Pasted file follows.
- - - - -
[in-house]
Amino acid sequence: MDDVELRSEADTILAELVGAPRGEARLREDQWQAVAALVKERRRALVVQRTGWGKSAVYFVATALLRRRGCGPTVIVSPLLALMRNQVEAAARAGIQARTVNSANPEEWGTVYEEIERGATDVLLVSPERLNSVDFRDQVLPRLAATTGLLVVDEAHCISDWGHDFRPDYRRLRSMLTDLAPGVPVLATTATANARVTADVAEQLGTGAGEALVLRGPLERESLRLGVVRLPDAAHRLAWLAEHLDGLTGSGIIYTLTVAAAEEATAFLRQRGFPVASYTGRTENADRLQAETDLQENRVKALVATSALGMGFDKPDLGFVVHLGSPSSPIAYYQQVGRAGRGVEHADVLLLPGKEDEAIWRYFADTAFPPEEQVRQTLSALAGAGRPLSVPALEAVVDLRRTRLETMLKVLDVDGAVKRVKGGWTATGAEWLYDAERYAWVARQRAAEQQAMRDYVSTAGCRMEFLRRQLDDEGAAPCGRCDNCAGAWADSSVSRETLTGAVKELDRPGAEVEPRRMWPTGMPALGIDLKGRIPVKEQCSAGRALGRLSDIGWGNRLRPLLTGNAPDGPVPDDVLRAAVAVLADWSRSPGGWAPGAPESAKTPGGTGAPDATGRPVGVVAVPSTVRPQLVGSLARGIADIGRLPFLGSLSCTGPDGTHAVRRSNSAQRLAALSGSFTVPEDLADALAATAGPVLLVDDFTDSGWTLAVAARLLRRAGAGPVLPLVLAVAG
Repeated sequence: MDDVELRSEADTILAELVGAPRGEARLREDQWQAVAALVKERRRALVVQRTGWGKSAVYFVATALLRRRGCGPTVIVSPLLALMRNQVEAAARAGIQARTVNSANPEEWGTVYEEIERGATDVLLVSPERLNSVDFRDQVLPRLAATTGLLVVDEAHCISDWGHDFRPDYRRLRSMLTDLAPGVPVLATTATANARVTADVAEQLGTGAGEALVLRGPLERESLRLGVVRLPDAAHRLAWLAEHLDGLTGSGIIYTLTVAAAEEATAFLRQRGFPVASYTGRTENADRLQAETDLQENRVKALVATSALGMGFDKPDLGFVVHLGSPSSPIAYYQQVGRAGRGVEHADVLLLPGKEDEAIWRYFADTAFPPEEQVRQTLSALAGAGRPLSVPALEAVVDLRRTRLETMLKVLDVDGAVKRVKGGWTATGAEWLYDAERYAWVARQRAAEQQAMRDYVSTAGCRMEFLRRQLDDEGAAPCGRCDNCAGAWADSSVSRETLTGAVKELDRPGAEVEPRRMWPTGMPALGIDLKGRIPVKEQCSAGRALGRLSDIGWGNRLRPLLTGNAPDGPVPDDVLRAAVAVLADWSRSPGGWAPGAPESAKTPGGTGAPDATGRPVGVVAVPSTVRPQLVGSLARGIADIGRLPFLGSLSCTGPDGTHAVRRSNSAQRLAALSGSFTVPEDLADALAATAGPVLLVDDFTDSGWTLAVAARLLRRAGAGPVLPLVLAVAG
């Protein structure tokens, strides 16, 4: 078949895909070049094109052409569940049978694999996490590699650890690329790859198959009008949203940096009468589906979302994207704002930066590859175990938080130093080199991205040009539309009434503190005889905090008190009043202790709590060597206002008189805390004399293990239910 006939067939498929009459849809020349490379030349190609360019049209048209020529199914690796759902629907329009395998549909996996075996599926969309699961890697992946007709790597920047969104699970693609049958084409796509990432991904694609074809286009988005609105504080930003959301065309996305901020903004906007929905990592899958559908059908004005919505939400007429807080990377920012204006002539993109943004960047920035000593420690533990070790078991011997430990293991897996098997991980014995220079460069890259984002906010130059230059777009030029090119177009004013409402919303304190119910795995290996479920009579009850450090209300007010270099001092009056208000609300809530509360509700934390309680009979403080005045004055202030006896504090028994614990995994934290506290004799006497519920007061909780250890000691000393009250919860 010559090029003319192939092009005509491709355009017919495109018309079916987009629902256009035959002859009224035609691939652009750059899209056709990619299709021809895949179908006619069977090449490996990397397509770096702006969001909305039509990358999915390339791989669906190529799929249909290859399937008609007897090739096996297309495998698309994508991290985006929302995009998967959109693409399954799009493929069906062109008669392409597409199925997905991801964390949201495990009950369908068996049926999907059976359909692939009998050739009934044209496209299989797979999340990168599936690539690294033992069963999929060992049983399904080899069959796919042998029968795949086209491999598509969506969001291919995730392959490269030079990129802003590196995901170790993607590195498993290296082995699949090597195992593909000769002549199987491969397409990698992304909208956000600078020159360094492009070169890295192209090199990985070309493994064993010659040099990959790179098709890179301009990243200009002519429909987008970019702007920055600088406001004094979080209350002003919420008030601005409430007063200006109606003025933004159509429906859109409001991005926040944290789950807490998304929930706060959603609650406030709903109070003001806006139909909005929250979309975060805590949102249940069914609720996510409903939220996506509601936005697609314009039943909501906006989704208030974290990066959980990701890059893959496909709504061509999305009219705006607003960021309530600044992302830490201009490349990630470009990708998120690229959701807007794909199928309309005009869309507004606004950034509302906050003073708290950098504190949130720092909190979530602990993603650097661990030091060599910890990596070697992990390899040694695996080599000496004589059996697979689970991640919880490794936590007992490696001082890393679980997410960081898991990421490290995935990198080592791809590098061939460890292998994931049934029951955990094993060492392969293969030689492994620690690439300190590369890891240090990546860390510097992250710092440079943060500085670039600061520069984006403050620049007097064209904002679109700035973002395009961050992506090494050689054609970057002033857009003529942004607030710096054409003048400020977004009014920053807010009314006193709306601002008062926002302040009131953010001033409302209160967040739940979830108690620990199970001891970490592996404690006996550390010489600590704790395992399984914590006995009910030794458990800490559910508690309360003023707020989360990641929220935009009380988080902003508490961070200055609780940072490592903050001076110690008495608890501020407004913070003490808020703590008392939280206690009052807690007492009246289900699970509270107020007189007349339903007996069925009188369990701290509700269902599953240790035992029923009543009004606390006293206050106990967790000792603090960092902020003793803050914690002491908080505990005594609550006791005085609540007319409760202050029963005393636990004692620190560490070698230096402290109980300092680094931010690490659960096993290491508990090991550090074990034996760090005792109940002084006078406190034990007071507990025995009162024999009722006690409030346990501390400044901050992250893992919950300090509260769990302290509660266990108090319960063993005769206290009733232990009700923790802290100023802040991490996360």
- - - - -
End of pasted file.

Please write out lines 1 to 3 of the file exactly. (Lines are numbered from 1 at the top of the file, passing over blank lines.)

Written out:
[in-house]
Amino acid sequence: MDDVELRSEADTILAELVGAPRGEARLREDQWQAVAALVKERRRALVVQRTGWGKSAVYFVATALLRRRGCGPTVIVSPLLALMRNQVEAAARAGIQARTVNSANPEEWGTVYEEIERGATDVLLVSPERLNSVDFRDQVLPRLAATTGLLVVDEAHCISDWGHDFRPDYRRLRSMLTDLAPGVPVLATTATANARVTADVAEQLGTGAGEALVLRGPLERESLRLGVVRLPDAAHRLAWLAEHLDGLTGSGIIYTLTVAAAEEATAFLRQRGFPVASYTGRTENADRLQAETDLQENRVKALVATSALGMGFDKPDLGFVVHLGSPSSPIAYYQQVGRAGRGVEHADVLLLPGKEDEAIWRYFADTAFPPEEQVRQTLSALAGAGRPLSVPALEAVVDLRRTRLETMLKVLDVDGAVKRVKGGWTATGAEWLYDAERYAWVARQRAAEQQAMRDYVSTAGCRMEFLRRQLDDEGAAPCGRCDNCAGAWADSSVSRETLTGAVKELDRPGAEVEPRRMWPTGMPALGIDLKGRIPVKEQCSAGRALGRLSDIGWGNRLRPLLTGNAPDGPVPDDVLRAAVAVLADWSRSPGGWAPGAPESAKTPGGTGAPDATGRPVGVVAVPSTVRPQLVGSLARGIADIGRLPFLGSLSCTGPDGTHAVRRSNSAQRLAALSGSFTVPEDLADALAATAGPVLLVDDFTDSGWTLAVAARLLRRAGAGPVLPLVLAVAG
Repeated sequence: MDDVELRSEADTILAELVGAPRGEARLREDQWQAVAALVKERRRALVVQRTGWGKSAVYFVATALLRRRGCGPTVIVSPLLALMRNQVEAAARAGIQARTVNSANPEEWGTVYEEIERGATDVLLVSPERLNSVDFRDQVLPRLAATTGLLVVDEAHCISDWGHDFRPDYRRLRSMLTDLAPGVPVLATTATANARVTADVAEQLGTGAGEALVLRGPLERESLRLGVVRLPDAAHRLAWLAEHLDGLTGSGIIYTLTVAAAEEATAFLRQRGFPVASYTGRTENADRLQAETDLQENRVKALVATSALGMGFDKPDLGFVVHLGSPSSPIAYYQQVGRAGRGVEHADVLLLPGKEDEAIWRYFADTAFPPEEQVRQTLSALAGAGRPLSVPALEAVVDLRRTRLETMLKVLDVDGAVKRVKGGWTATGAEWLYDAERYAWVARQRAAEQQAMRDYVSTAGCRMEFLRRQLDDEGAAPCGRCDNCAGAWADSSVSRETLTGAVKELDRPGAEVEPRRMWPTGMPALGIDLKGRIPVKEQCSAGRALGRLSDIGWGNRLRPLLTGNAPDGPVPDDVLRAAVAVLADWSRSPGGWAPGAPESAKTPGGTGAPDATGRPVGVVAVPSTVRPQLVGSLARGIADIGRLPFLGSLSCTGPDGTHAVRRSNSAQRLAALSGSFTVPEDLADALAATAGPVLLVDDFTDSGWTLAVAARLLRRAGAGPVLPLVLAVAG